Toolkits for Private Participation in Water and Sanitation

Toolkits for Private Participation in Water and Sanitation

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Millions of urban dwellers, especially the poor, lack adequate access to safe drinking water and sanitation. Improving services significantly will, in most cases, require more efficient operation of water utilities and investments in rehabilitating and extending supply systems. Many central and local governments are turning to the private sector to help address these needs, but steps must be taken to ensure that the private sector arrangements fit local circumstances, that the regulatory environment is suitable, and that the reforms respond to the concerns of those affected. This set of handsomely designed toolkits, three volumes in all, have been prepared to transmit the experience gained elsewhere and the lessons this experience offers on what can make or break the process of private sector involvement. The toolkits are meant to support, not substitute for, independent advice from experienced professional firms. Toolkit 1, Selecting an Option for Private Sector Participation , sets out the issues that a government must work through (legal and regulatory arrangements, tariffs and subsidies, political support) to identify which kind of private sector arrangement best meets the specific needs and circumstances. Toolkit 2, Designing and Implementing an Option for Private Sector Participation , focuses on how governments move from identifying their preferred option to implementing it. Toolkit 3, What a Private Sector Participation Arrangement Should Cover , concentrates on the issues and risks that governments must address in the resulting contractual arrangement. Each set of toolkits is accompanied by an introductory brochure that answers questions policymakers at the local and national levels alike may ask themselves when considering whether and how to involve the private sector in the provision of water and sanitation services.Even if all these forms of competition are used to regulate the sector, some monopoly power will inevitably remain. To offset ... In designing a regulatory system to protect customers and the general public interest, governments need to keep several broad principles in mind. First ... The regulatory tasks are least for service contracts and simple management contracts. For these contracts regulation could be limited to ensuring that the private contractors fulfill their contractual obligations.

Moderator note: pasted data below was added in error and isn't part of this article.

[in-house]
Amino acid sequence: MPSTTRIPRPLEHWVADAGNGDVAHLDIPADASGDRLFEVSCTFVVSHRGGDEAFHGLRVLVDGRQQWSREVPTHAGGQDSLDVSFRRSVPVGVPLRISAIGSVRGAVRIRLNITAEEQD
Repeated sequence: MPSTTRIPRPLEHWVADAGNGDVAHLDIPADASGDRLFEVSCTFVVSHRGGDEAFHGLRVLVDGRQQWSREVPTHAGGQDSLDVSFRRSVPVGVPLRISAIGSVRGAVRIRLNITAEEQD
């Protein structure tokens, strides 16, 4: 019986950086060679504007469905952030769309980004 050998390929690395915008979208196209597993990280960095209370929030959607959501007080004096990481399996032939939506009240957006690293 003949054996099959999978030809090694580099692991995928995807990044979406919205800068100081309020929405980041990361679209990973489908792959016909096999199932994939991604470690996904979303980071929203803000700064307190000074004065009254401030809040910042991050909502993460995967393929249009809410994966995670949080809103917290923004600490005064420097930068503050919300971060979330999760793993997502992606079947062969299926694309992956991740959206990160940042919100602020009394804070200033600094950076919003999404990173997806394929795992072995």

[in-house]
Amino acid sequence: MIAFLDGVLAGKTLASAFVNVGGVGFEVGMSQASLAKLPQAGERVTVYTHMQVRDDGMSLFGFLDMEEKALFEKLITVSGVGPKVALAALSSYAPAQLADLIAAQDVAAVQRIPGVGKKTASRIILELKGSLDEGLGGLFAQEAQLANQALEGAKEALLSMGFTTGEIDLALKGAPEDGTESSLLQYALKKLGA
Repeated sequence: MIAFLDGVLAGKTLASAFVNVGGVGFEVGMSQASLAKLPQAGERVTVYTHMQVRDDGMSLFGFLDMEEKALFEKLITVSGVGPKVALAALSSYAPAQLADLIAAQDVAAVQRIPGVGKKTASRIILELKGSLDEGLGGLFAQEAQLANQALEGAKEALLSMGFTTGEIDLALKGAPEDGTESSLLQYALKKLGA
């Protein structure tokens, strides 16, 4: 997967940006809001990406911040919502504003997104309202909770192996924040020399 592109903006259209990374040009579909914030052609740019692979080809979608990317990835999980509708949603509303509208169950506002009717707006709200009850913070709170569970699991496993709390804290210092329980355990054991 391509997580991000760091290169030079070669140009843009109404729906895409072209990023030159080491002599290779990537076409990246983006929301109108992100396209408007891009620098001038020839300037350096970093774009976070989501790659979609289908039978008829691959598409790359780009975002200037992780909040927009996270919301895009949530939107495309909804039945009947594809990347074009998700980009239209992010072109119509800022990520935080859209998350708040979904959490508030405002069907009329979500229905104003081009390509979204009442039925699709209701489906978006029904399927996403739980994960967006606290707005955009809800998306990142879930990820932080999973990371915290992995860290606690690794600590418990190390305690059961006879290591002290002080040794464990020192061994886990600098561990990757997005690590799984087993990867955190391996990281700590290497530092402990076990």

Title:Toolkits for Private Participation in Water and Sanitation
Publisher:World Bank Publications - 1997-01-01

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